Archivists Make Sure the Internet Doesn’t Forget Russia’s War on Ukraine

From news reports and social media posts to Ukraine University and government websites, archivists are in a mad dash to preserve the country’s online history.
DONETSK, UKRAINE - FEBRUARY 25: People inspect a destroyed school after it was allegedly targeted by Ukraine in Horlivka (Gorlovka) city of Donetsk region under the control of pro-Russian separatists, Ukraine on February 25, 2022. Image: Stringer/Anadolu Agency via Getty Images

As the Russian invasion of Ukraine accelerates, professional and hobbyist archivists alike are rushing to preserve Ukraine’s online history, cataloging and storing everything from Ukrainian government and university websites, to the torrent of news and social media posts related to the accelerating conflict.

The Internet Archive has been archiving the broader conflict in Ukraine since 2014. But as Ukraine government websites face prolonged outages due to sustained cyber attack—as well as the looming risk of defacement or deletion—the organization has taken on another monumental task: backing up the entirety of the Ukrainian Internet.

Using the crowdsourced auto-archiving software running on a virtual machine they’ve dubbed Archive Team Warrior, the organization has leveraged volunteers around the world, many of whom have donated countless terabytes of storage capacity for the project. These volunteers have been steadily backing up the Ukrainian Internet since before the war began.

All told, 68 million items (web pages, documents, and other files) comprising more than 2.5 TB of data have already been hoovered up from various websites across the .ua top level Ukrainian domain. A second project dubbed Ukr-net aims to preserve tens of millions of additional items and terabytes of additional data across the Ukrainian Internet.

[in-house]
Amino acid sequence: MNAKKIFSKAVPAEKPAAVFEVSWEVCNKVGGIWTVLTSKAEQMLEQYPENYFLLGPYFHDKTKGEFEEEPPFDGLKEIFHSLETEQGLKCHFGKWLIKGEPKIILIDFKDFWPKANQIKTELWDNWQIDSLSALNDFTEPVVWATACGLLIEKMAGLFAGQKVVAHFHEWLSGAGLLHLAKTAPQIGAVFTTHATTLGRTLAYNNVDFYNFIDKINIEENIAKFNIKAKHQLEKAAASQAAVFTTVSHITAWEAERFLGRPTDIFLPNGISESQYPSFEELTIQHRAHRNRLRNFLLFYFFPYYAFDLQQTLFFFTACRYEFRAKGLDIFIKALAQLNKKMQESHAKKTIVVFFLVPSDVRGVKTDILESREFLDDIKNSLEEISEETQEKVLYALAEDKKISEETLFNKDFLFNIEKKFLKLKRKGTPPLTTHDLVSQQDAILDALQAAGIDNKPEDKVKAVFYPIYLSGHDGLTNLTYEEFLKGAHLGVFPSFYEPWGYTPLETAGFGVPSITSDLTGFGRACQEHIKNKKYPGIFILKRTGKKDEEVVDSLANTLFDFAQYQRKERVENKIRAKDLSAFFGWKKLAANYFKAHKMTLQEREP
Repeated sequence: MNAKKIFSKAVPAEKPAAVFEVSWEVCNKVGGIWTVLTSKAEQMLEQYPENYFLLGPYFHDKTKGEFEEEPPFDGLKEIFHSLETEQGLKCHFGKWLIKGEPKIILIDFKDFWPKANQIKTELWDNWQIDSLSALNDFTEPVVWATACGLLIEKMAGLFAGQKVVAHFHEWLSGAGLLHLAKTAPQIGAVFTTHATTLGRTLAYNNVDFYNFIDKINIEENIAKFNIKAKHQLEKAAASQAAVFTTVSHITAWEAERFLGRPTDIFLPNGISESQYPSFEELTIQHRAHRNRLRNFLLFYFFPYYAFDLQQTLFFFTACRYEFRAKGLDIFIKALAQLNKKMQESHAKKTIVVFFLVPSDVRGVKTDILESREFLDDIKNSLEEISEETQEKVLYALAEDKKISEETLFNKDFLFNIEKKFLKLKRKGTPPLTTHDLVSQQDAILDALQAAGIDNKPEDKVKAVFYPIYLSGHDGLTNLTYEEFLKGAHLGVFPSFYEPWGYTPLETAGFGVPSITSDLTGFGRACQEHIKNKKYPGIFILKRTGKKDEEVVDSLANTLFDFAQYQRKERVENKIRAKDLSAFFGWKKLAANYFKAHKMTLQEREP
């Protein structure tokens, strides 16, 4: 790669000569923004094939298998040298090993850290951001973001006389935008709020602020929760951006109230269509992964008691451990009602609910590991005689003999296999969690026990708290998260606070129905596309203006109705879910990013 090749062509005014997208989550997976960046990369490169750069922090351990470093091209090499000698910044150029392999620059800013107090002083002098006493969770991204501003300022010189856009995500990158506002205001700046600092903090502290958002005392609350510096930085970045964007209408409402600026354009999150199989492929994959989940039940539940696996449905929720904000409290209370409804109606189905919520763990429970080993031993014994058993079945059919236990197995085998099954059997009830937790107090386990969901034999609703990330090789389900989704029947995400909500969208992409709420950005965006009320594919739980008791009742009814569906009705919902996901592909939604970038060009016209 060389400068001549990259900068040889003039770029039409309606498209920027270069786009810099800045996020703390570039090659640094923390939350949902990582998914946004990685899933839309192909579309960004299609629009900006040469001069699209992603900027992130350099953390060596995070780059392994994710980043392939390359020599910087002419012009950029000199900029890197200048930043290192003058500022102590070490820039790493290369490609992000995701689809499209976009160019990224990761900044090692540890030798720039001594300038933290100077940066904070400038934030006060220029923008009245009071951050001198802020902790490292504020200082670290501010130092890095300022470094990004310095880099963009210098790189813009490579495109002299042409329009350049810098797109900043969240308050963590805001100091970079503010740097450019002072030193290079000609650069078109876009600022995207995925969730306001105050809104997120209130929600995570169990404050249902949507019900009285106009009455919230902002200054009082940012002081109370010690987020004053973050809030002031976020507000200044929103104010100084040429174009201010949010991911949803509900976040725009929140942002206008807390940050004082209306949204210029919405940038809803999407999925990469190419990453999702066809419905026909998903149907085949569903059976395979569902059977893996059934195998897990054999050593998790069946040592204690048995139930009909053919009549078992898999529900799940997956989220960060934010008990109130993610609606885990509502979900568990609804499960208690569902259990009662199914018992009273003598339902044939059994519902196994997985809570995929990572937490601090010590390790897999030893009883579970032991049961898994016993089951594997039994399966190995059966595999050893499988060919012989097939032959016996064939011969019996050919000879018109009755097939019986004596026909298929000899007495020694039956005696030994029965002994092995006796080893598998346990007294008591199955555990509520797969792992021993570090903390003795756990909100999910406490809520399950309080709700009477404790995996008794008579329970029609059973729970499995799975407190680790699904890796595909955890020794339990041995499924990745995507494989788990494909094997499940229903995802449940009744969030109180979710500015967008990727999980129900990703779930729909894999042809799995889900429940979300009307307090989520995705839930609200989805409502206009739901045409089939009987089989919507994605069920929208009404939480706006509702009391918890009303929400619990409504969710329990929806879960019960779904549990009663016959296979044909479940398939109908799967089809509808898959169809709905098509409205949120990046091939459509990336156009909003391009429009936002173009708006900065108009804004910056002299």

Elsewhere, organizations like the Center For Information Resilience have built a crowdsourced map attempting to document every single war-related post to social media made in the region, ranging from civilian photos of the movement of heavy Russian weaponry, to Ukranian government claims of alleged bombing raids on kindergardens.


Hobbyists over at the Data Hoarder subreddit have also been busy sharing various pet projects, including using the Wayback Machine to ensure Ukraine’s ten largest universities’ websites are cataloged and stored, as well as collecting and archiving daily online press reports on the Russian invasion of Ukraine.

Reddit user Detz says they’ve cooked up a beta project to snapshot news websites and store them permanently on the blockchain. The project takes two screen grabs of 35 major websites daily, providing a bird’s eye view of ongoing news coverage as the snapshots are automatically uploaded to the filecoin network.

“The plan is to use this framework to allow anyone to record and save history, whether it's websites, documents, roll call votes, etc,” the user noted. “I wish I had started it early as the past couple of years has proved to be a very interesting time in history.”

Historians and archivists face no limit of headaches in the quest to document modern history, especially involving military conflict. Military equipment historians have several times now found their Google Drive accounts locked because the company’s automatic copyright filters inadvertently flagged simple images of tanks and other hardware as terrorism related

Separating useful information from gibberish and misinformation can also be an uphill battle, especially when tracking invasion-related news on social media.

Numerous users have shared “Russian invasion” footage that was actually from the video game Arma 3. Social media platforms like TikTok are also awash in grifters seeking donations by claiming to be live streaming the invasion from Ukraine, when in reality they’re just streaming the view off their UK balcony overdubbed with gunshot and siren sounds.

At the same time, open source intelligence reporters are running face-first into Twitter’s erratic content moderation practices, finding their accounts temporarily banned after their efforts to document pre-invasion Russian troop build up were falsely flagged as misinformation.

As the Russian government invades a sovereign neighbor and attempts to supplant the democratically-elected Ukrainian government, distorting and dismantling history will be clear priorities. Countless “data hoarders” are quietly doing their best to make that task more difficult.